Peter Geye, author of Northernmost, talks about Hemingway, writing his way across America, and the inseparability of reading and writing.
Part of the joy of gifting books is that you later get to share impressions of the book with the person who you gave it to.
What’s your latest book, and can you share your Twitter pitch (in 140 characters or less)?
Northernmost, which tells two stories separated by more than one hundred years and brought together again by a woman’s journey of self-discovery. There’s lots of ice and snow and you’ll spend as much time in the Arctic as you will northern Minnesota.
What book inspired you to be a writer?
Well, many books have inspired me to be a writer (especially a better writer!), but the book that set the whole thing in motion was Hemingway’s A Farewell to Arms. It’s true that there are many reasons Hemingway doesn’t stand the test of time, but it’s also true simply true that this book found me at an impressionable time in my life, and made an enormous impact on my life. For that I’m grateful.
How do you read – paper, e-book, audio?
Absolutely and without exception on paper. I sometimes listen to audio books when I’m in the car for long periods, but I usually end up buying the paper book, too, and rereading it as soon as I can. Often right alongside listening to it!
What book do you constantly share/gift?
I give lots of books as gifts, but it’s rarely the same book twice. Part of the joy of gifting books is that you later get to share impressions of the book with the person who you gave it to. What’s the fun in having one conversation over and over again if you could have a dozen different conversations?
Where do you write and where do you read?
I do most of my writing in my home office, which is as much a sanctuary (in our home with five kids) as it is a place to conduct my business. But I’m able to write almost anywhere and almost anytime, and if I’m traveling or vacationing, I can adapt without hesitation.
Same with reading, though my favorite place is also in my office. I have a big, soft leather chair that’s delightful to sink into with a good book. I also love to read in airports and on planes. Maybe someday we’ll all be able to travel again!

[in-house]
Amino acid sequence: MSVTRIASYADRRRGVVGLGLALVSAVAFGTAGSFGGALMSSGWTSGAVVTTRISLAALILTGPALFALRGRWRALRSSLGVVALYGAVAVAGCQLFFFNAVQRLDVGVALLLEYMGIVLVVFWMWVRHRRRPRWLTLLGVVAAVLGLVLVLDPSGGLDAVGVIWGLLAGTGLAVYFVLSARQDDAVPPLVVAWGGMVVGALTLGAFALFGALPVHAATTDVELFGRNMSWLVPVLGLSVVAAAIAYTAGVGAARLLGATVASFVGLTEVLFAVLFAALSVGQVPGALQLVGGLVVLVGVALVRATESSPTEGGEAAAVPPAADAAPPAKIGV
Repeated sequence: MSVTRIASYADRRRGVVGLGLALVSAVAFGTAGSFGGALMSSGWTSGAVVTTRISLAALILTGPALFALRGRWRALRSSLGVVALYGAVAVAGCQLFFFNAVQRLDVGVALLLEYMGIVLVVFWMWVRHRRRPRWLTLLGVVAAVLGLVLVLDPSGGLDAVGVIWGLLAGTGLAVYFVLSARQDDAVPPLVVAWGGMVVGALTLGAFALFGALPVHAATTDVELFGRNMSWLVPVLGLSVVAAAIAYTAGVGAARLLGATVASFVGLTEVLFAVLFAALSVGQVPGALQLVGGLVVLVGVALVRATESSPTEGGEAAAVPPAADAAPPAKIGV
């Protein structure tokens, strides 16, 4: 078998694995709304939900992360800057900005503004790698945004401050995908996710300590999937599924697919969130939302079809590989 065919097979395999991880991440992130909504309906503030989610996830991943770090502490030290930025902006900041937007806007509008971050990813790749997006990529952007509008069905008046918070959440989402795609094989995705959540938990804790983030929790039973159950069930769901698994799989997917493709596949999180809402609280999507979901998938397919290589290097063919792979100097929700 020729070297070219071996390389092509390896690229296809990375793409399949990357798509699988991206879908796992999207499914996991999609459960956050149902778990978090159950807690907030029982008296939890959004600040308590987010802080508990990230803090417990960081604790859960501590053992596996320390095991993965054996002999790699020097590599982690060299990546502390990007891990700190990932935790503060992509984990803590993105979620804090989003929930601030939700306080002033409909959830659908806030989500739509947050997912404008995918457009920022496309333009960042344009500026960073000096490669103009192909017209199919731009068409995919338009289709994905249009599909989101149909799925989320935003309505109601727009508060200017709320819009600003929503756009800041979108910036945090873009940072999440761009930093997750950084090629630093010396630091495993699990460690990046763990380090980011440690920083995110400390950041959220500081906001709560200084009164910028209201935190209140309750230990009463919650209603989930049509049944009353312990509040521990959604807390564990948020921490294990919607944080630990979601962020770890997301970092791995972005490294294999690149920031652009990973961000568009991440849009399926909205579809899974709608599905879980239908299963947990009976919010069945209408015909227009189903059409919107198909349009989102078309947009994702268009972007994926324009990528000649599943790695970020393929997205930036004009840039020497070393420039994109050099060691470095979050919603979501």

What book coming out this year are you most excited to read?
So many books to look forward to this year! Noopiming by Leanne Betasamosake Simpson looks amazing and stylistically daring. Everything Like Before by Kjell Askildson is exactly my kind of book. It’s published by Archipelago Books, which is also the American house for another of my favorite writers with a new book out this year, Hanne Orstavik’s The Pastor. I can’t wait to get my hands on Kazuo Ishiguro’s new book, Klara and the Sun. It sounds so wonderfully strange. Last one I’ll mention is Whereabouts by the inestimable Jhumpa Lahiri. She’s never written a bad word.
Name one author whose books you never miss.
What are you working on now? How is it similar to/different from work you’ve done in the past?
I’ve lots of ideas in the queue, and hate talking about what I’m working on because I so often don’t know how to describe it until it’s finished. But I think it’s safe to say I’ll mostly be writing family stories for the rest of my life.
What do you want to see more of in contemporary writing?
I love books in translation. I love historical fiction. I love regional novels that hold peculiar places in high esteem. I’d take more of any of those!
Write or read? Pick one.
Well, you can’t write if you don’t read, so maybe this is an impossible question to answer? Setting aside this fact, and if I’m being honest, I’d say I derive more pleasure from writing than I do from reading. But I’d be impossibly unhappy if I couldn’t read new books.
What’s the last book you checked out from the library?
Pretty recently I checked out North Country, which I then went ahead and bought. I often do that.
Order Peter Geye’s most recent novel “Northernmost” from Magers & Quinn.